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International Resources for Latter-day Saints

Reaching the Nations


By David Stewart and Matt Martinich

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Area: 2,724,900 square km.  Occupying a vast area of Central Asia, Kazakhstan borders Russia, China, Kyrgyzstan, Uzbekistan, and Turkmenistan and is the ninth largest country in the world.  Kazakhstan experiences a continental climate characterized by cold winter, hot summers, and arid to semiarid conditions.  The vast majority of the landscape is flat steppe.  High, rugged mountains stretch along much of the southeastern border.  The Tian Shan Mountains along the Kyrgyz border reach heights of over 20,000 feet (7,000 meters) and the Altai Mountains are found in extreme eastern Kazakhstan.  The Caspian Sea, the largest inland sea in the world, forms the southeastern boundary.  Lake Balkhash, which has both fresh and salt water regions, sits in east central Kazakhstan and the salty Aral Sea, which occupies only 10% of its original size, straddles the Uzbek border.  Important rivers include the Syr Darya, Ural, and Irtysh.  Desert covers many areas on the southwest.  Earthquakes and mudslides in the south are natural hazards.  Environmental issues include radioactive and toxic contaminants in the soil from the Soviet era, the diversion of rivers for irrigation from the shrinking Aral Sea, chemical pesticides and salts from the Aral Sea driven in large dust storms, water pollution in the Caspian Sea, and inefficient agricultural practices such as the overuse of fertilizers and pesticides.  Russia leases the city of Baikonur for its space program.  Kazakhstan is administratively divided into 14 provinces and three cities.

Population: 15,399,437 (July 2009)       

Annual Growth Rate: 0.392% (2009)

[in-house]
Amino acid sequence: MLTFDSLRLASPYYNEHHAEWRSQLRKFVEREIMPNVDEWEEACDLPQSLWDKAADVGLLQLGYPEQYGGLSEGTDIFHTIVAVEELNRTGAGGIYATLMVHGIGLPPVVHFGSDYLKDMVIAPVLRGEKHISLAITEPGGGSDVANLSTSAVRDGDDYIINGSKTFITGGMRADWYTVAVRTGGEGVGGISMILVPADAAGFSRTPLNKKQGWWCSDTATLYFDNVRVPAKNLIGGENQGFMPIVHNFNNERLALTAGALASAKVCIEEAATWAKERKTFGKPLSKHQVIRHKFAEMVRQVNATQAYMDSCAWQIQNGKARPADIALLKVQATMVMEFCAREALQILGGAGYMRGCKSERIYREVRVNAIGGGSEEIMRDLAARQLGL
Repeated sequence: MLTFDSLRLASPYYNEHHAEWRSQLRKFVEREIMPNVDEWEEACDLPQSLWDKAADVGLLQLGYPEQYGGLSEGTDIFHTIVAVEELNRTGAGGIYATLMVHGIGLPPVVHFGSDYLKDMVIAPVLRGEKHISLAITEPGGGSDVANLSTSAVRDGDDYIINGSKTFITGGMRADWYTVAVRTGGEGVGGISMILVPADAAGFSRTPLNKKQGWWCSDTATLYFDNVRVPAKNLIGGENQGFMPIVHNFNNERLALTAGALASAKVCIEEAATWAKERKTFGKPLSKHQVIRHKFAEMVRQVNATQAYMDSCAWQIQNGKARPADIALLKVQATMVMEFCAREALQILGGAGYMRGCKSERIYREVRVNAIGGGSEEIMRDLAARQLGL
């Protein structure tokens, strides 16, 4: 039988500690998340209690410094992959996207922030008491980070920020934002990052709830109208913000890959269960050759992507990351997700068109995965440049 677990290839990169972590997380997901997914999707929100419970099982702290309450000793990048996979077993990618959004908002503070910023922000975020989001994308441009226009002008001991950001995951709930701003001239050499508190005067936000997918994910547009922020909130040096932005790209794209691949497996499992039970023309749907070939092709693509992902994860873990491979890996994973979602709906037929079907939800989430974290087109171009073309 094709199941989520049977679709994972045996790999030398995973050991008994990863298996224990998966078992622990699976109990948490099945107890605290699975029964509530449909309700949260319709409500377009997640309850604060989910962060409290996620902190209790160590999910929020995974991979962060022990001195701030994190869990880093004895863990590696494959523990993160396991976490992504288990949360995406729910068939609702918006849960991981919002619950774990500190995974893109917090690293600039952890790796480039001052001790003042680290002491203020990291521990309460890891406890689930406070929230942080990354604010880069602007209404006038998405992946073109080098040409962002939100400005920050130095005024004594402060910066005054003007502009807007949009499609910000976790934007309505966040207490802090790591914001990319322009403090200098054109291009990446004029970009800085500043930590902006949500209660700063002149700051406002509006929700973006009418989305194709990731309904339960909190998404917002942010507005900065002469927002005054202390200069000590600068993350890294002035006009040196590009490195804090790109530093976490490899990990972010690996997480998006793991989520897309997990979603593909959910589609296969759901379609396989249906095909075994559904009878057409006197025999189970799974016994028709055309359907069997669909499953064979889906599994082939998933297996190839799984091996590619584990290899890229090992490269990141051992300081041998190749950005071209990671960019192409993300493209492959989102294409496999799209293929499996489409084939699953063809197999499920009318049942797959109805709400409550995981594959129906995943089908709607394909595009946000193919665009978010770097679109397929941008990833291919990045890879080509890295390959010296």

Fertility Rate: 1.88 children born per woman (2009)

Life Expectancy: 62.58 male, 73.47 female (2009)


Kazakh: 53.4%

Russian: 30%

Ukrainian: 3.7%

Uzbek: 2.5%

German: 2.4%

Tatar: 1.7%

Uyghur: 1.4%

Other: 4.9%

Kazakhs, Uzbeks, Tatars, and Uyghurs are Turkic ethnic groups whereas Russians and Ukrainians are Slavic ethnic groups.  Kazakhs populate all regions and constitute the majority of the population everywhere except in most areas of northern Kazakhstan.  Russians are concentrated in northern Kazakhstan where they are the largest ethnic group as well as in patches stretching from Almaty to Russia along the Chinese border.  Ukrainians live in pockets along the Russian border and northern Kazakhstan from the Zhayya (Ural) River to northeast Kazakhstan whereas Germans live in pockets in northern Kazakhstan.  Uzbeks live in the southernmost areas and Uyghurs reside in areas between Almaty and China.  Kazakhstan's population has slightly contracted in size since 1989 due to emigration of Russians. 

Languages: Kazakh (64.4%), Russian (12.6%), German (6%), Ukrainian (6%), Tatar (2%), Uyghur (2%), Uzbek (2%), other (5%).  Kazakh is the state language and Russian is an official language used in business and communication between ethnicities.  Russian is spoken as a first or second language by 95% of the population.  Only Kazakh (9.9 million) and Russian (1.9 million) have over one million native speakers. 

Literacy: 99.5% (1999)


Kazakhstan finds its roots in Turkic and Mongol tribes in the 13th century.  A Kazakh national identity began to take shape over the following centuries as the Kazakh language became more distinguished.  Warfare and conflict with neighboring nations and peoples occurred in the 17th century.  In the 18th century, Russia gained control of Kazakhstan, which in 1936 became a Soviet Republic.  During the 1930s, a massive famine resulted in large population decreases.  Immigrants began arriving and settling regions of Kazakhstan, particularly in the 1950s and 1960s when the USSR sought to rapidly increase agricultural output through the "Virgin Lands" program.  The program increased agricultural productivity somewhat but with drastic environmental consequences which continue today.  Independence from the Soviet Union occurred in 1991 and resulted in many Russians leaving the country as Kazakh nationalism reemerged.  Almaty was the original capital until Astana became the capital in 1998.  Kazakhstan has enjoyed greater stability and economic prosperity than other former Soviet Republic in Central Asia since independence.